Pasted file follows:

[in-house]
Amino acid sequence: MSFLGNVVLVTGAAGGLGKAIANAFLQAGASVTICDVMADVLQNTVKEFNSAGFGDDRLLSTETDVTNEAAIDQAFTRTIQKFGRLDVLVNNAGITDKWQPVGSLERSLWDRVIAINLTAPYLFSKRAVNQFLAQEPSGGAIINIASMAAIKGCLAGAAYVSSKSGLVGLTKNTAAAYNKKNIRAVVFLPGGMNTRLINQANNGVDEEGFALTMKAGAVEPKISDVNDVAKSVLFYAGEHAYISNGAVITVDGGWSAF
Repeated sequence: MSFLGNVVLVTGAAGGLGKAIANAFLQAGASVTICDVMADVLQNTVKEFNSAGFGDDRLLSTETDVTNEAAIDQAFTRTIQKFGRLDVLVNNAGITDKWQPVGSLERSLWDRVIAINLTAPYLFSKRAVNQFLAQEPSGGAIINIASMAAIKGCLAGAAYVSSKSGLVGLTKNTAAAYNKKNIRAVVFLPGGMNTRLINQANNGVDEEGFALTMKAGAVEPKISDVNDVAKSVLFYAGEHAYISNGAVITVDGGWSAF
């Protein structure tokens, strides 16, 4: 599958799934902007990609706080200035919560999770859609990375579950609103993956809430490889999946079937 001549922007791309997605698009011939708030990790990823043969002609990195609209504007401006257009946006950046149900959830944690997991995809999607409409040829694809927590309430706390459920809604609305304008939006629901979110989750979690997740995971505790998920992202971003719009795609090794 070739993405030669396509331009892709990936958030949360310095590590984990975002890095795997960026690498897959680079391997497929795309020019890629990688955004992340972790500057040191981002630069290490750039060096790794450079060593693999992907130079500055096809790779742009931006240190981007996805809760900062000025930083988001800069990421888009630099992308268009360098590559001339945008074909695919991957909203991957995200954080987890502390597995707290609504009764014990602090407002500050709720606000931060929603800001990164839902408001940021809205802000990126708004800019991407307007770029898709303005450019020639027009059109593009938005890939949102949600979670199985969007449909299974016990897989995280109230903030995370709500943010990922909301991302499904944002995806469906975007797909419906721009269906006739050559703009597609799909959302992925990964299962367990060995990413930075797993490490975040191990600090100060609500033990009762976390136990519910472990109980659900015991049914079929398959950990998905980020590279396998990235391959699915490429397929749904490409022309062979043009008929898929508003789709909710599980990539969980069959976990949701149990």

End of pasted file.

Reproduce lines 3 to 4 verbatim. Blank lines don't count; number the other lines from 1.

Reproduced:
Repeated sequence: MSFLGNVVLVTGAAGGLGKAIANAFLQAGASVTICDVMADVLQNTVKEFNSAGFGDDRLLSTETDVTNEAAIDQAFTRTIQKFGRLDVLVNNAGITDKWQPVGSLERSLWDRVIAINLTAPYLFSKRAVNQFLAQEPSGGAIINIASMAAIKGCLAGAAYVSSKSGLVGLTKNTAAAYNKKNIRAVVFLPGGMNTRLINQANNGVDEEGFALTMKAGAVEPKISDVNDVAKSVLFYAGEHAYISNGAVITVDGGWSAF
């Protein structure tokens, strides 16, 4: 599958799934902007990609706080200035919560999770859609990375579950609103993956809430490889999946079937 001549922007791309997605698009011939708030990790990823043969002609990195609209504007401006257009946006950046149900959830944690997991995809999607409409040829694809927590309430706390459920809604609305304008939006629901979110989750979690997740995971505790998920992202971003719009795609090794 070739993405030669396509331009892709990936958030949360310095590590984990975002890095795997960026690498897959680079391997497929795309020019890629990688955004992340972790500057040191981002630069290490750039060096790794450079060593693999992907130079500055096809790779742009931006240190981007996805809760900062000025930083988001800069990421888009630099992308268009360098590559001339945008074909695919991957909203991957995200954080987890502390597995707290609504009764014990602090407002500050709720606000931060929603800001990164839902408001940021809205802000990126708004800019991407307007770029898709303005450019020639027009059109593009938005890939949102949600979670199985969007449909299974016990897989995280109230903030995370709500943010990922909301991302499904944002995806469906975007797909419906721009269906006739050559703009597609799909959302992925990964299962367990060995990413930075797993490490975040191990600090100060609500033990009762976390136990519910472990109980659900015991049914079929398959950990998905980020590279396998990235391959699915490429397929749904490409022309062979043009008929898929508003789709909710599980990539969980069959976990949701149990």